Thursday, January 31, 2013

Is there a case for the defence (budget)?

There is apparently some confusion around the government today about whether the defence budget will rise in real terms, or whether only the equipment budget will rise, and as everything overspends, whether this will still amount to a cut. We seem no clearer this evening.

Here's my solution: axe Trident. I have huge moral objections to nuclear weapons, so I'd be glad to see them go in all circumstances. But even using the logic of the proponent, it's hard to see the justification financially and militarily.

The official cost estimates in 2010 were £15-20 billion, and many believe it will be nearer £34 billion. That's a lot of money that could be used to a) invest in the towns like Barrow affected by the cancellation, b) ensure the conventional forces being deployed actually have all the stuff they need and decent houses to come home to and c) do some deficit reduction instead of taking it off disabled people and the poor. Even £15bn is a lot of money to spend on something you hope you never use.

Think about it. The British nuclear deterrent was conceived as a way of ensuring we had the independent means to deter the Soviet Union during the Cold War. We couldn't hope to win a conventional war against the USSR, so we wanted to make sure they wouldn't mess with us, and would certainly pay for using nuclear weapons on the UK, if it ever came to that. The British deterrent was always 'second strike' - that is they would be used after Britain was a smoking radioactive ruin. And it was very hard to imagine circumstances where we would have used it in isolation from a US response.

So at most Polaris and Trident would have been a kind of posthumous revenge. In his old age, Denis Healey once admitted that back in the 60s if he had been in bunker after a Soviet attack, he wouldn't have launched Polaris. What would the point have been in slaughtering millions of Russians after the damage was done?

But hang on a minute, we were in NATO, the US was our ally, and did anyone seriously believe that a Soviet nuclear attack on any Western power wouldn't get a US response? What difference would 'our' deterrent have made to that picture? Probably none, but it made us feel we were doing our bit.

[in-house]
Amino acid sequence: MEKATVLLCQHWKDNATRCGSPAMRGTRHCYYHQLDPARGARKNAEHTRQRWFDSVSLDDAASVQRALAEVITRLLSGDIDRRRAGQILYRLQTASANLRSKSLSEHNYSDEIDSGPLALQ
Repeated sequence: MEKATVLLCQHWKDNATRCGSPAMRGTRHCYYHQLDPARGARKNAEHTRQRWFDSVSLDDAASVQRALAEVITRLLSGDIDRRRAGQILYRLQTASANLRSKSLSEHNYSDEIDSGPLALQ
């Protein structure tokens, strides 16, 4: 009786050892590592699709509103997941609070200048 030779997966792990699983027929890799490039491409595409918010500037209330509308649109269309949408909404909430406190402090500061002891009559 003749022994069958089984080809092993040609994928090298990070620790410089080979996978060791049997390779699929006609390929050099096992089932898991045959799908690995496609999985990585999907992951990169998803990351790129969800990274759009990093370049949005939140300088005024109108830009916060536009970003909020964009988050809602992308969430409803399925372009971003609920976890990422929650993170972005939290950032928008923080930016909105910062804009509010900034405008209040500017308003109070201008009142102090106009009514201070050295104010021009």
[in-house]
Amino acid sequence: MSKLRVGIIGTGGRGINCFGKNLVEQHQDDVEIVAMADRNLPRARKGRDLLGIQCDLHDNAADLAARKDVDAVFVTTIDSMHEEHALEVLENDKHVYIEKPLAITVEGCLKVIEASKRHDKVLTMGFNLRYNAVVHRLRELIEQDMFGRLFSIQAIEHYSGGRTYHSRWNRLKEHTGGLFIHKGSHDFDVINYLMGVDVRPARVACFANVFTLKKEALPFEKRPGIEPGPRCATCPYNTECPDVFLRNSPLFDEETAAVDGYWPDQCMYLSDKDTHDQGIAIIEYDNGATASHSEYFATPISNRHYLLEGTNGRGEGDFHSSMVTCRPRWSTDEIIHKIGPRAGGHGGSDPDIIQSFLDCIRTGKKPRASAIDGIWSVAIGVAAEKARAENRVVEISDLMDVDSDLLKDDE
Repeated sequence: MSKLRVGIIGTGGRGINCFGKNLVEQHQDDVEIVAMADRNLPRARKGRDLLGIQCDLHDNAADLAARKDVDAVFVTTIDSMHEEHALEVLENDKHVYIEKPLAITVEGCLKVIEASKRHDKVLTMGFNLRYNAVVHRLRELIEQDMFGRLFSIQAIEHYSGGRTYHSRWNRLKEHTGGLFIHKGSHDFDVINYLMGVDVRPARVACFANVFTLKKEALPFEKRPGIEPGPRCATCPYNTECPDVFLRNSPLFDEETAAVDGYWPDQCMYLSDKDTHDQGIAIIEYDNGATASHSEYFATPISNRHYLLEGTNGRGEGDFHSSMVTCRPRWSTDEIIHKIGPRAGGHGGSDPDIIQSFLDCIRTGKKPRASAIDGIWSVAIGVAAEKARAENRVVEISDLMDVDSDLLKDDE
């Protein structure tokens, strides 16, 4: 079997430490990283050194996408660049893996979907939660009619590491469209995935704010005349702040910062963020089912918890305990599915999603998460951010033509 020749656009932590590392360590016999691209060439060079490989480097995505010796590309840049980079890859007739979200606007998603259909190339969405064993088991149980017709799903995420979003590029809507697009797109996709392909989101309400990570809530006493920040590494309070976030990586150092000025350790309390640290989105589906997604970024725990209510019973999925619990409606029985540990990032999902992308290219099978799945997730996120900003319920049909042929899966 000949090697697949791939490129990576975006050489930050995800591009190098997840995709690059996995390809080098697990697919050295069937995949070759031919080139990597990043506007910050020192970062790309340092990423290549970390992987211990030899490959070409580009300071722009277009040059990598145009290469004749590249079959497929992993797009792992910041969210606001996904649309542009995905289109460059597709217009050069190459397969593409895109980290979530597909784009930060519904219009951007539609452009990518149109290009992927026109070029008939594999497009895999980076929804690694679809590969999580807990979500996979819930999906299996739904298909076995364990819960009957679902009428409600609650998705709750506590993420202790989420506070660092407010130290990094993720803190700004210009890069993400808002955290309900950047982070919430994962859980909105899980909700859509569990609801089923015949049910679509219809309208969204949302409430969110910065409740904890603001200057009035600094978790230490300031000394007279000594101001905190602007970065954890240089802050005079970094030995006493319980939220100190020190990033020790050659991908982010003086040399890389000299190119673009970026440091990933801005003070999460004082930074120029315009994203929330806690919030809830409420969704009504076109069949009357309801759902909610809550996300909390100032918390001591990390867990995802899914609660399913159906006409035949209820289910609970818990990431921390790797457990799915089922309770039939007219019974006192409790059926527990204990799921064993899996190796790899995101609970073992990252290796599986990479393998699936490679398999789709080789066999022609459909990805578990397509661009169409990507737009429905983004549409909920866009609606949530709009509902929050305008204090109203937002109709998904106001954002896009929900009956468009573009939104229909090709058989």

The same surely applies now with regard to the big nuclear powers. Ah, Russia and China might not be the threat, the argument might go, but don't we need nukes to protect us from Iran, North Korea et al? Logic would suggest that it's the same situation. A nuclear strike by any 'rogue state' would certainly get a US response, so if that doesn't deter them, will a couple of Trident subs?

The other major threat to national security is, of course, terrorism. But what use is a nuclear warhead against a terrorist. We don't know where they are, and the best hope of stopping them will be through police and intelligence work. And many terrorists are happy to die in their cause; some even seek it. The Cold War peace was said to be maintained by the dangerous balance of mutually assured destruction (MAD) between the USA and USSR. However, if one side is happy to die, that balance is destroyed.

So who exactly do we think our £15bn+ subs will actually deter, and under what conceivable circumstances would it be militarily advantageous to have them, even if we set aside moral qualms about the nature of the weapons, and the possibility of other peaceful strategies. Even for a 'hawk' the case for a British nuclear capability seems to make less and less economic and strategic sense. Some British defence chiefs have even come to that very conclusion.

And we haven't even started to talk about ethics...
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Luc Rolland said...

On a pure military level, your argument is behind the reason why the "always clumsy and wrong" French decided not to build another generation of ballistic missile subs, but to build the first platoon deployment subs in the world making capable of any surgical strike anywhere without being seen coming an leaving. These subs are called the Barracudas. In this way, France will soon be capable to also manage salvage operations of their citizens, just in case terrorists did abduct too many useful citizens.

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